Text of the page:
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A vaccine recently developed by the United States National Institute of Allergy and Infectious Diseases (NIAID) is attempting to prepare the world for the next potential pandemic stemming from mosquito-borne diseases. 

Prior to COVID-19 - the respiratory infection that has caused a global pandemic - overwhelming hospitals and healthcare systems across the world, diseases like Zika virus, West Nile and chikungunya took different parts of the world by surprise and have accounted for several fatalities. In India alone, mosquito-borne diseases accounted for 24,000 deaths in 2015, while as many as 435,000 deaths were reported in 2017 due from malaria in the country, according to data from the World Health Organization (WHO).

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Researchers at the NIAID, led by Dr. Jessica Manning, have come up with the concept of using the peptide in mosquito spit to develop immunity against it. This solution is being touted as a universal vaccine that could be the answer to all vector-borne diseases, whose observations were published in the scientific journal Lancet earlier this month, the first clinical trial of its kind. 

When a mosquito bites a human being, it extracts blood and leaves some of its spit in the person’s blood system, containing the peptides which may have the presence of the disease. 

Vector-borne diseases mean the pathogen relies on a vector - in this case a mosquito which doesn't cause the disease itself - to carry the pathogen from one host to infect another. 

For decades, researchers have known the dangers mosquitoes posed to humanity as carriers of disease, but only recently started manipulating it in vaccinations. All the current vaccinations in place attempt to attack the pathogen to lessen or remove the impact of the infection on one’s immune system.

  1. Encouraging results from Phase I of vaccine trial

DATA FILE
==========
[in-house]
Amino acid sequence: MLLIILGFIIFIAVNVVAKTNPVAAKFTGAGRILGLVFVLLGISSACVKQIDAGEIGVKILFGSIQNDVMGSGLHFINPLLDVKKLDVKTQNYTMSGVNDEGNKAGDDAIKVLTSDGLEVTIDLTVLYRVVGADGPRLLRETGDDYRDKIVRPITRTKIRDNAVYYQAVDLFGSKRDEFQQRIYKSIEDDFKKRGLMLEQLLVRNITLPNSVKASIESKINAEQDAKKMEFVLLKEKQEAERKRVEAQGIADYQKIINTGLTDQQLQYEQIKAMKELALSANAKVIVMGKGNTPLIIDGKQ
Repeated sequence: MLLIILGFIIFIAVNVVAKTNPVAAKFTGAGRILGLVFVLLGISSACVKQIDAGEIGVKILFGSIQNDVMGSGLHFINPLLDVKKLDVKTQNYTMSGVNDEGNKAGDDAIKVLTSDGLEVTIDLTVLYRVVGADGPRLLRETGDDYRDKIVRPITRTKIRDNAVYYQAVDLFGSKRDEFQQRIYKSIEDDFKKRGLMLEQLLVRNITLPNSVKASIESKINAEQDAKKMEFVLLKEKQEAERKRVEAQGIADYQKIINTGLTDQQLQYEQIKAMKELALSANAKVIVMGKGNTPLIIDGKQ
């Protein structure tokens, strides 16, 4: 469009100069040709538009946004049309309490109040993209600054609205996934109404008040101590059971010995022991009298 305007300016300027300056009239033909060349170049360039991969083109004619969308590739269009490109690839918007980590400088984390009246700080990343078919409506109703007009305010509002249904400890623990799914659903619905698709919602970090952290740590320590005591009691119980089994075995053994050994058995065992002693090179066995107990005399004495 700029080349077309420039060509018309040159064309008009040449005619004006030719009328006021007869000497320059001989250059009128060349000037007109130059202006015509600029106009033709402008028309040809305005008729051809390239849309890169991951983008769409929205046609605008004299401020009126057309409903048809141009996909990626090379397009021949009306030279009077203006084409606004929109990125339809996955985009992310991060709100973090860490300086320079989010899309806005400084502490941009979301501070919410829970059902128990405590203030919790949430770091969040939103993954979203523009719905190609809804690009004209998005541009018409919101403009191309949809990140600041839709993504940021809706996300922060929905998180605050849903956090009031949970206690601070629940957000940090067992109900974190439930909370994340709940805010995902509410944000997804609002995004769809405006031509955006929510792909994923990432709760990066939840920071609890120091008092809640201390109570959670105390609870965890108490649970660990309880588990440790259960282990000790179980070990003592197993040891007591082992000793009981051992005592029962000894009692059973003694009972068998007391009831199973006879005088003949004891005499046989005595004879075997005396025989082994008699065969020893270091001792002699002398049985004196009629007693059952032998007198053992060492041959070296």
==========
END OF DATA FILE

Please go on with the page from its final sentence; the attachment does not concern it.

This new study, however, looks to attack the vector, as mosquito spit is the source for many deadly diseases. Individual vaccines for infections such as malaria exist, but the NIAID is attempting to create a vaccine that would target all mosquito-borne diseases. 

There are currently two vector-based vaccines on the market, both of which are to control cattle tick. The difficulty that arises with vector-based vaccines is the ever-evolving relationship between the vector and vertebrae host. Any action the vertebrae host makes to react to the introduction of the saliva of the vector is counteracted by the proteins and peptides found in the saliva of the vector. 

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Phase I of the trial included 49 patients, a third of whom received a placebo while another third received the AGS-v and the adjuvant (a substance given along with an antigen to produce antibodies), and the final third received the AGS-v without the adjuvant. After receiving doses on Day 0 and 21, patients were exposed to feeding by an uninfected Aedes aegypti mosquito on day 42. 

Immunogenicity (provoking an immune response from the human body) occurred in 33 of the 49 patients who had been exposed to the pathogens and peptides from the Aedes aegypti mosquito. The most severe reaction to the combination of the vaccine and the mosquito was a grade 3 rash (8 cm) near the injection site of one patient who received the adjuvant. 

The 17 patients who received the adjuvant by day 42 had significantly higher levels of immunoglobulin (IgG) antibodies than those with only the AGS-v vaccine. 

This study shows that vector-targeted vaccines have the potential to become a mainstream way of protecting against the increasing burden of vector-borne diseases. At the same time, the batch this trial was tested on is too small to validate such an important vaccine. 

The vaccine created for this study takes the approach of introducing patients to the amino acid peptide structure in the spit, which prevents them from getting infected by it. However, it leaves them susceptible to contracting diseases from other kinds of mosquitoes that aren’t closely related. 

The current method of antipathogen in combination with the vaccination technology being developed by the NIAID is a much safer approach to vaccination. For the time being, keeping up to date for vaccinations of malaria, yellow fever and dengue as we await the vector-borne vaccines to reach a point where it can be safely rolled out to the public.

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